As the Dow Jones Industrial Average blasted to record highs recently, everyone but the short-sellers celebrated the accomplishment. While the day-traders danced amid confetti, older shareholders with a longer-term relationship to their stocks quietly reveled in the fact that their buy-and-never-sell philosophy had largely been validated, once again.
But many of those investors don't realize the underlying risk those burgeoning positions might add to their portfolios. And even those who are thinking about reducing exposure to that risk are erroneously afraid of the damage capital gains taxes might do. Here's why scaling back the blue-chip holdings of retiring clients now could save them a lot of pain later.
Selling In 2007
At the federal level, short-term capital gains (defined as positions held one year or less) are typically taxed at ordinary income rates. But long-term capital gains tax rates top out at much lower percentages than the ordinary income tax brackets.
For 2007, long-term capital gains are taxed at just 5 percent at the federal level for taxpayers in the 15-percent bracket or below. Taxpayers in the 25-percent and higher brackets still only pay a 15-percent federal tax on long-term capital gains.
Say you have an older couple with no income other than $40,000 of taxable interest this year. They could realize $20,000 in long-term gains before the end of the year, and the most Uncle Sam would ding them on the transaction would be $1,000. Let's say that those gains are on 1,000 shares of stock currently worth $25 per share, and that the stocks were purchased for $5 per share long ago. In this scenario, it would only take a drop in price to $24 per share before the paper loss of those who hang on exceeds the taxes paid by those who decided to sell.
Great In ‘08
Although the current capital gains tax rate is good for lower-income long-term investors, it gets even better after the first of the year. That's when the federal tax rate paid on long-term capital gains by those in the 15-percent marginal tax bracket or lower drops to zero. That's right, nada, zilch, jack.
Those in the higher-income brackets will still be taxed at 15 percent on long-term gains. And both rates are scheduled to stay that way for 2009 and 2010. But in 2011, the federal rates are scheduled to return to 10 percent for taxpayers in the lower brackets, and 20 percent for those in the higher brackets. Congress could extend the little-or-nothing tax rates past 2011, but they can also raise the rates back near the 28-percent level of 10 years ago.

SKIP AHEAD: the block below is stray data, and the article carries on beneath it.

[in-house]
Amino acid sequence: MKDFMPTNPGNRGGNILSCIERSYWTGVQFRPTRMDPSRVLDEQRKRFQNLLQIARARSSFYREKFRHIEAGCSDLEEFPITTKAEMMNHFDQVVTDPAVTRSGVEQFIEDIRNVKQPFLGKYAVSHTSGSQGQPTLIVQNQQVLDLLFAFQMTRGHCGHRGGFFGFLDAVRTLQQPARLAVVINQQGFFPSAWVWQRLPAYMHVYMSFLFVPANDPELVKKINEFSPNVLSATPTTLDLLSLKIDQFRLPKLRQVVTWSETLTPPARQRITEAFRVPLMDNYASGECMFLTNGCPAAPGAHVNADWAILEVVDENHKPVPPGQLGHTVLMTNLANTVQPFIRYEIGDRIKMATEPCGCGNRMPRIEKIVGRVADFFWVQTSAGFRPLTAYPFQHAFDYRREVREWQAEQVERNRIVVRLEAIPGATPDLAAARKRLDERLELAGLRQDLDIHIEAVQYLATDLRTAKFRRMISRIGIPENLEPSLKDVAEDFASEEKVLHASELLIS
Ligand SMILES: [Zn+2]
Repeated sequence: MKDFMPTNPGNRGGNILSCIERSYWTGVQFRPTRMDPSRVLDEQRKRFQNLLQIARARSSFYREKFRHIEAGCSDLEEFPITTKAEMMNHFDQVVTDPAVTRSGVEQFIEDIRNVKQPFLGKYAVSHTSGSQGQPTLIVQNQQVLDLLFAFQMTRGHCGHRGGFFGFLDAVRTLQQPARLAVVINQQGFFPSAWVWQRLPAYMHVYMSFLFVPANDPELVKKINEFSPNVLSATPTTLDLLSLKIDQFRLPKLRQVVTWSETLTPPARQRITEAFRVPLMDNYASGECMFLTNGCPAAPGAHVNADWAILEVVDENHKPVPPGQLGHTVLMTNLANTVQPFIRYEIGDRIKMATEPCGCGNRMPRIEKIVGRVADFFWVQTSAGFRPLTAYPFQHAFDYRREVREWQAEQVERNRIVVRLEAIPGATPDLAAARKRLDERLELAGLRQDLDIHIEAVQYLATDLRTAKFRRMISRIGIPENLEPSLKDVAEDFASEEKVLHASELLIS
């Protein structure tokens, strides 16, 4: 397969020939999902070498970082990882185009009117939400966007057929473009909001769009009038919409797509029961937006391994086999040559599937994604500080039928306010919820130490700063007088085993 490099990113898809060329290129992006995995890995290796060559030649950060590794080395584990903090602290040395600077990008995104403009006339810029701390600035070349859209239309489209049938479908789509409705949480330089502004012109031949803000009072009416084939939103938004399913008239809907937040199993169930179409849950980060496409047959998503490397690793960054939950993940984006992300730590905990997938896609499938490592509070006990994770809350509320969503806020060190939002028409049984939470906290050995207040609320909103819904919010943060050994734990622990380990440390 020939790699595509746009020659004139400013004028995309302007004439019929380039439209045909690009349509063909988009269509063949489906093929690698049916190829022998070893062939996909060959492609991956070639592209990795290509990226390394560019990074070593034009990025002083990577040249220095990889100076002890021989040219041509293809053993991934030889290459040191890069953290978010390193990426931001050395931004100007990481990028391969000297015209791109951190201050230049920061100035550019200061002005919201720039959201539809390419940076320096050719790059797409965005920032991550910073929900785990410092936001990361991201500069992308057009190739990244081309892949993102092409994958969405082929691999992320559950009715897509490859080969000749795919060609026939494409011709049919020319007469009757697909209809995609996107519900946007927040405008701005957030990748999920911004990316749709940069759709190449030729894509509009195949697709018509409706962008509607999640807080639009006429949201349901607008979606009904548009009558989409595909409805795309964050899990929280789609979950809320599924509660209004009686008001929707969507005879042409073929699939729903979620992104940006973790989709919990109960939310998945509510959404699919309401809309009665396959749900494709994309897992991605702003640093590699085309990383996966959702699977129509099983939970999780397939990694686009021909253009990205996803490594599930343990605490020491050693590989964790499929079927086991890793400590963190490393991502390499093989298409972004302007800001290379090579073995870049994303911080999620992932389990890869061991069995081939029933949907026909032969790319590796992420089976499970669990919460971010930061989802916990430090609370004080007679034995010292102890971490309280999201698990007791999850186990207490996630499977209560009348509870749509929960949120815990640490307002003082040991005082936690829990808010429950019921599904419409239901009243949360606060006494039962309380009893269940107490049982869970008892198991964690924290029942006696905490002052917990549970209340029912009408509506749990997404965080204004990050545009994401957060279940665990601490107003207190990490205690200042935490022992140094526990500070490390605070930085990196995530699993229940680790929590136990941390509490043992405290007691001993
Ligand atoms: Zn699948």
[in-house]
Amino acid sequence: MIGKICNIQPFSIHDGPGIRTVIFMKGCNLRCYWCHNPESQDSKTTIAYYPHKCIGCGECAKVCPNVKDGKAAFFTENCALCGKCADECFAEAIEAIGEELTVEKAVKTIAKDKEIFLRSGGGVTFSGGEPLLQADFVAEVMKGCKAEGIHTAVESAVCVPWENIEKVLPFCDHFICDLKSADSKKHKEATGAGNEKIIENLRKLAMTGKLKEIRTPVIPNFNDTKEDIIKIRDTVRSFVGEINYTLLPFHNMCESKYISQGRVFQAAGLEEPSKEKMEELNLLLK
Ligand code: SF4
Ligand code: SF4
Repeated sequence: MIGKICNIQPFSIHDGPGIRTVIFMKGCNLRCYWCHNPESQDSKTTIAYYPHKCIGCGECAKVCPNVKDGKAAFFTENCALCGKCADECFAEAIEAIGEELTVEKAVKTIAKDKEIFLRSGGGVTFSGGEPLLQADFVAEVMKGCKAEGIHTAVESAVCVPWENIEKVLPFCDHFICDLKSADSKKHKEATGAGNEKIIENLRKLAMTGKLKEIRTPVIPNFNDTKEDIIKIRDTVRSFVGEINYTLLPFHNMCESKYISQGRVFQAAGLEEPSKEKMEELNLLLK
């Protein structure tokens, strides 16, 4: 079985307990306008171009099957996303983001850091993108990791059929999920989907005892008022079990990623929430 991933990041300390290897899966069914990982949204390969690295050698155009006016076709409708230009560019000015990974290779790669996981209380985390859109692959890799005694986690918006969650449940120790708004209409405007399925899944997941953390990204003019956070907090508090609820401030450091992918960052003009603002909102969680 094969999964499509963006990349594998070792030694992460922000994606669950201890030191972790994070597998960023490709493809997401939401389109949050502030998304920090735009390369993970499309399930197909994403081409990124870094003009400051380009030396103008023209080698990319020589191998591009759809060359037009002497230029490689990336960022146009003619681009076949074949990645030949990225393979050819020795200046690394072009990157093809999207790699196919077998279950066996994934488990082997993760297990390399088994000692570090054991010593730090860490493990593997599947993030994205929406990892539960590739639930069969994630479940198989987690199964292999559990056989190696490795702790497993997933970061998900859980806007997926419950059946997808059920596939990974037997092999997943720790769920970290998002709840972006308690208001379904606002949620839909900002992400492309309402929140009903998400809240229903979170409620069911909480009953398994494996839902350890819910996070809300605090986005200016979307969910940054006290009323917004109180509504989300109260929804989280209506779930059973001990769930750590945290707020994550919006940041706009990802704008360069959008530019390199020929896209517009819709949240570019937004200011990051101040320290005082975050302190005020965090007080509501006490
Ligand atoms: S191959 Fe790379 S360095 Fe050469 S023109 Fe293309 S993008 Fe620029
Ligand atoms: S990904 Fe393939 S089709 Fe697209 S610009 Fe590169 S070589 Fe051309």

What To Do With The Money
Clients who love their long-term holdings, but recognize this window of opportunity, might choose to wait until 2008, and then sell whatever qualifies for the zero tax rate. As long as they wait at least 30 days to avoid wash-sale rules, they can repurchase the shares, and then benefit from the flexibility provided by the much-higher cost basis.
But many older clients will recognize a need for added stability, income, and diversification in their portfolios, and will decide that the net proceeds of their stock sales should be redeployed to bonds or bond mutual funds.
Before you go off entering sell tickets on behalf of willing clients, there are a few things you should understand about capital gains taxation in general, and how a big dose of gains can affect retirees
Although capital gains tax rates are lower than income tax rates, realized capital gains are added to income for the purpose of calculating such things as deduction eligibility. Big profits can “phase” your clients out of deductions they might otherwise get.
Also, many retirees in the lower tax brackets currently avoid taxation on their Social Security payments, and they like it that way. But again, the sale of the stock positions can make a portion of those monthly checks taxable.
A Tax Talk
You can check your clients' potential tax liability on your own with the cursory calculator available at: http://www.hrblock.com/taxes/tax_calculators/index.html.
But it would be more sensible (and involve less work for you) to contact your clients' CPAs to discuss your selling suggestions. Better yet, arrange a meeting between the three parties involved to go over this year's tax situation.
The time to make the call, though, is now. In a few weeks the opportunity to sell during this tax year will be lost, and the CPA will be preoccupied with preparing 2007 tax returns. And the longer your clients wait to sell, the more likely it may be that the stock market party could officially come to an end.
Writer's BIO: Kevin McKinley CFP is a Vice President-Private Wealth Management at Robert W. Baird & Co., and the author of the book Make Your Kid a Millionaire (Simon & Schuster). You can reach him at [email protected]
IS THE THREAT UNCLE SAM OR MR. MARKET?
To determine if the bigger hazard to a client's wealth is capital gains taxes or a fall in share price, take the capital gains divided by the total value of the position, then multiply that amount by the capital gains tax rate. The resulting figure is how much the stock price would have to decline before the loss would exceed the taxes paid.
If your clients have 1,000 shares of a long-term stock position with a cost basis of $5,000 and that's currently at $25 per share, here is how much loss would be needed in the “held” stock to equal the taxes paid on a sale:
|Capital gains tax rate||0%*||5%**||15%***|
|Capital gains taxes||0||1,000||3,000|
|Stock “breakeven” price||25||24||22|
|* Federal long-term capital gains tax rate for filers in the 15-percent income-tax bracket and below, beginning in 2008.|
|** Federal long-term capital gains tax rate for filers in the 15-percent income-tax bracket and below in 2007.|
|*** Federal long-term capital gains tax rate for filers above the 15-percent income-tax bracket in 2007 and beyond.|
|Source: Kevin McKinley|